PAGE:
On Mon, Jun 27, 2005 at 10:59:09PM -0600, Warren Young wrote:
> SQL allows you to have a table with a column called "My Bizarre Field
> Name With Spaces In". You'd have to quote that when building SQL
> statements, so you'd need MySQL++ to use the quote manipulator for some
> of its features to work. The feature allowing the SSQLS structure to
> have different data member names than in the SQL table enters the
> picture because you'd also need to use that feature to get your _C++_
> syntax correct.
> All that having been said, is the auto-quoting part a reasonable thing
> to support?
I've written a C++ framework for interfacing with ODBC drivers that turned
out somewhat similar to mysql++ a couple years ago. (Unfortunately not
open source at the moment.) ODBC has the same feature, and can support
quoting all over the place.
Also, since ODBC is database-independent, you don't know what the quote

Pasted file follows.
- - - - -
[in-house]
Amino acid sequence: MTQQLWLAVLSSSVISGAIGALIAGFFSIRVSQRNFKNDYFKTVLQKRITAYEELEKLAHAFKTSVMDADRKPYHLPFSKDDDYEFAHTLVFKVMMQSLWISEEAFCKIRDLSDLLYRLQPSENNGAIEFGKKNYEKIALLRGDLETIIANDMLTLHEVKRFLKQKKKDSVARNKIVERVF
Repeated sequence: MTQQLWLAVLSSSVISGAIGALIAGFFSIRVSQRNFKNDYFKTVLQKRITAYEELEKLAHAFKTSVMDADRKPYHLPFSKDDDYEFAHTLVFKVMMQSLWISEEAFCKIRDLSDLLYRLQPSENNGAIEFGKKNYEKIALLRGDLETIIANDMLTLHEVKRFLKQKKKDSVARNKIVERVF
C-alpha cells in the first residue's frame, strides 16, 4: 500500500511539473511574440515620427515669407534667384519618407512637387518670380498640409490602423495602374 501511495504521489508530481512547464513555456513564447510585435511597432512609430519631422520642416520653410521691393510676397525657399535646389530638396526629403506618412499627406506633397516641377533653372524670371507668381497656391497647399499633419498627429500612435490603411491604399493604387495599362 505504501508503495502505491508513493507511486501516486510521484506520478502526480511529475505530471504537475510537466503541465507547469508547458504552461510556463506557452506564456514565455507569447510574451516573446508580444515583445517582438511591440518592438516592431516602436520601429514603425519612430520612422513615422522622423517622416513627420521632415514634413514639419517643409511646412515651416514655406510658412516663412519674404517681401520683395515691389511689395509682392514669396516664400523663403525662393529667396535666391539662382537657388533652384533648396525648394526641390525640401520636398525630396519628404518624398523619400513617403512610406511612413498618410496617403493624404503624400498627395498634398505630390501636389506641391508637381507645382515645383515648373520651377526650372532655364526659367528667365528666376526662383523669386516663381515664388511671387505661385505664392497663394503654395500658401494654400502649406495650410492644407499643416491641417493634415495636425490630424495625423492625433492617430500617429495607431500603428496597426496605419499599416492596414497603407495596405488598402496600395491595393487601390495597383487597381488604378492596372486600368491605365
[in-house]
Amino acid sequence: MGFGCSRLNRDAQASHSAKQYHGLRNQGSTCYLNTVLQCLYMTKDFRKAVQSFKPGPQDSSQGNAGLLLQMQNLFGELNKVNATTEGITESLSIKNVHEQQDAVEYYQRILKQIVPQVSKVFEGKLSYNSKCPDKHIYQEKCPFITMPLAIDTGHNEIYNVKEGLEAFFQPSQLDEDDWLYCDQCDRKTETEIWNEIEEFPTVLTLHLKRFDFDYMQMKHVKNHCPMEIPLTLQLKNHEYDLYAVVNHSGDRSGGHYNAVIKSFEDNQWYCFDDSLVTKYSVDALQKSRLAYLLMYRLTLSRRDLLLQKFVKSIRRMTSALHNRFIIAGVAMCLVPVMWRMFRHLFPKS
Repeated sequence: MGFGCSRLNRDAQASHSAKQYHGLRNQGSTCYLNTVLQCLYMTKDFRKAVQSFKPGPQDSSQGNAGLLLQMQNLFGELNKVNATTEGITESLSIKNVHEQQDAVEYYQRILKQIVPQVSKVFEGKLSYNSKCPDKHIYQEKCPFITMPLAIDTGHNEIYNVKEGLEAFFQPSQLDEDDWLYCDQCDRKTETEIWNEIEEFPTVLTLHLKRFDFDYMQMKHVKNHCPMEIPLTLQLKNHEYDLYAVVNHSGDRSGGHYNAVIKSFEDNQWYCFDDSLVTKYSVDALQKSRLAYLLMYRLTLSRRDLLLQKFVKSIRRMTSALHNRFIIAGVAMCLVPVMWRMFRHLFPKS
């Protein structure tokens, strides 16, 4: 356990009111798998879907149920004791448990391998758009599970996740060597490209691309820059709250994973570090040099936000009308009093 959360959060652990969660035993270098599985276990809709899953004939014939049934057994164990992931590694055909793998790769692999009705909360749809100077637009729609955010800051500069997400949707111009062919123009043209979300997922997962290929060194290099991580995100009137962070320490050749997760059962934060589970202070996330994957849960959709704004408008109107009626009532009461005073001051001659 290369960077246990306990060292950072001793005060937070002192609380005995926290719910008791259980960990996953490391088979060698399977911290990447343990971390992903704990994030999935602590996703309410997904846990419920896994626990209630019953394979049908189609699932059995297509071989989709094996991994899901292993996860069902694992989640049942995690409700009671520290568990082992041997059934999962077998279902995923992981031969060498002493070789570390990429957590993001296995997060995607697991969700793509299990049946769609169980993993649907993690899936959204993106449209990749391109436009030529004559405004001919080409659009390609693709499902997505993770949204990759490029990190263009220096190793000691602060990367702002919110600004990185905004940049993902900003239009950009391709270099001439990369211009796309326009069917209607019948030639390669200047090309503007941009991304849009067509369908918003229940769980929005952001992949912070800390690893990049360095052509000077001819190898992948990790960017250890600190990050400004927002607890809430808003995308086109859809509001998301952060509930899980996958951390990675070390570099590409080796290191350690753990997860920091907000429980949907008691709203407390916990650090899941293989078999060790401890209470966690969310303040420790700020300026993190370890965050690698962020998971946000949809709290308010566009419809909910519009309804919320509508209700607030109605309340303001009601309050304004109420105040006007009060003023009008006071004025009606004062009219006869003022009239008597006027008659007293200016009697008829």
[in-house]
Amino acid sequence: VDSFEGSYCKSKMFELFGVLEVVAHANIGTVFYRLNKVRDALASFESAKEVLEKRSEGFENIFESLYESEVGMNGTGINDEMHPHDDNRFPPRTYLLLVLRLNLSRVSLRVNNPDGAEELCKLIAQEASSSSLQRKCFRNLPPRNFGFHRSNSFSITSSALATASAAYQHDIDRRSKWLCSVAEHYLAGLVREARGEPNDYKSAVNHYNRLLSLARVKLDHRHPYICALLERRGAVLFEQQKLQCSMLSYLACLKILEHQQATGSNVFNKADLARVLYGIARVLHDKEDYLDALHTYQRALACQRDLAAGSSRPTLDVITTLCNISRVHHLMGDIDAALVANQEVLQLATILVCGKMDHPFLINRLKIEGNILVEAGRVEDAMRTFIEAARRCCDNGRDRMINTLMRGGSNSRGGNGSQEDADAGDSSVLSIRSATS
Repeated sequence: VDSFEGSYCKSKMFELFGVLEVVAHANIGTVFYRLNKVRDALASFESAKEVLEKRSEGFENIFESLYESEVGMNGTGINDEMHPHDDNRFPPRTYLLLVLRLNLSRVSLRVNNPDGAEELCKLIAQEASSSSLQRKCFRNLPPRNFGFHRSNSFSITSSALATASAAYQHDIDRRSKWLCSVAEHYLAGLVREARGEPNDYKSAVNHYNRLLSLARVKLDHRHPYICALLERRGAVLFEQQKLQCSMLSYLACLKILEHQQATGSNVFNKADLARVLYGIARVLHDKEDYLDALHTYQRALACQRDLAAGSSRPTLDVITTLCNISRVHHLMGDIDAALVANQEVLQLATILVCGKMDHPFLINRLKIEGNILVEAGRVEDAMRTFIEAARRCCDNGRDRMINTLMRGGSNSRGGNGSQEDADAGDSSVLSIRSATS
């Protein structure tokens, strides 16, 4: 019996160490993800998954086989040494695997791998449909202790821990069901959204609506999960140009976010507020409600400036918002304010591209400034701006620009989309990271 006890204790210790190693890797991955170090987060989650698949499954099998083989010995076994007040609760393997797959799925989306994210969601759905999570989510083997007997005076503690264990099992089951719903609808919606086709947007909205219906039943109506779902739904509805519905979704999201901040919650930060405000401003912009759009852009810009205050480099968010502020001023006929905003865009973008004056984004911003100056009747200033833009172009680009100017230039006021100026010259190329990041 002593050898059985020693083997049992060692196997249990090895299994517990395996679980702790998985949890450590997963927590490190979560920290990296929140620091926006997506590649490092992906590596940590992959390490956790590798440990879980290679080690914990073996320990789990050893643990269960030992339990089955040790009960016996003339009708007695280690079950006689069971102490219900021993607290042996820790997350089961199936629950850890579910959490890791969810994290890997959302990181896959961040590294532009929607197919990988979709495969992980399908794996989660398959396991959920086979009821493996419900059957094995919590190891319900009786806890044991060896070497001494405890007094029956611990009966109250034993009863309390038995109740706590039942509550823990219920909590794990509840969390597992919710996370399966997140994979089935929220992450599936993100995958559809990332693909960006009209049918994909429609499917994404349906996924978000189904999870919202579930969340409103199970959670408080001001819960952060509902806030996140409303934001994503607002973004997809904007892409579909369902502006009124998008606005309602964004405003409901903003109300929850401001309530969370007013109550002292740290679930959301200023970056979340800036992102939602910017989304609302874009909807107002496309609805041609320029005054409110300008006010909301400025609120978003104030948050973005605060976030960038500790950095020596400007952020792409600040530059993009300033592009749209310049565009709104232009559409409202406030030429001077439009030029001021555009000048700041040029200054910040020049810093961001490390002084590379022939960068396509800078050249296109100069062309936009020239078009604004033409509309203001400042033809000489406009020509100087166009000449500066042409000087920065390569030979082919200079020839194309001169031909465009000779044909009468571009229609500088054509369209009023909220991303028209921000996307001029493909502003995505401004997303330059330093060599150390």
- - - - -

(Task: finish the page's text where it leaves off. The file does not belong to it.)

character(s) is/are until you ask the driver.
And with some drivers, if you quote a field, the case matters, while
unquoted fields are case insensitive.
I supported field quoting because I wanted to be feature-complete,
and I didn't know what tables and databases I'd have to deal with.
In one of the classes, the programmer could turn quoting on and
off via constructor argument.
I favour API's that are able to handle any data thrown at them. In
this case, I view the field names themselves as data that the application
needs to deal with. If you're writing something like a generic database
GUI application, you don't know what wild characters the user will use
for a field name. And if the underlying database supports it, the user
might expect it.
Some of the Ruby-on-Rails web-programming demos come very close to making
the field names something that you type in once in the MySQL DB admin GUI,
and it appears on the screen as an HTML label, which emphasizes
the idea that field names are data too.
I think it is a worthy feature to support, but optional. Looks like I'm
contrary yet again. :-)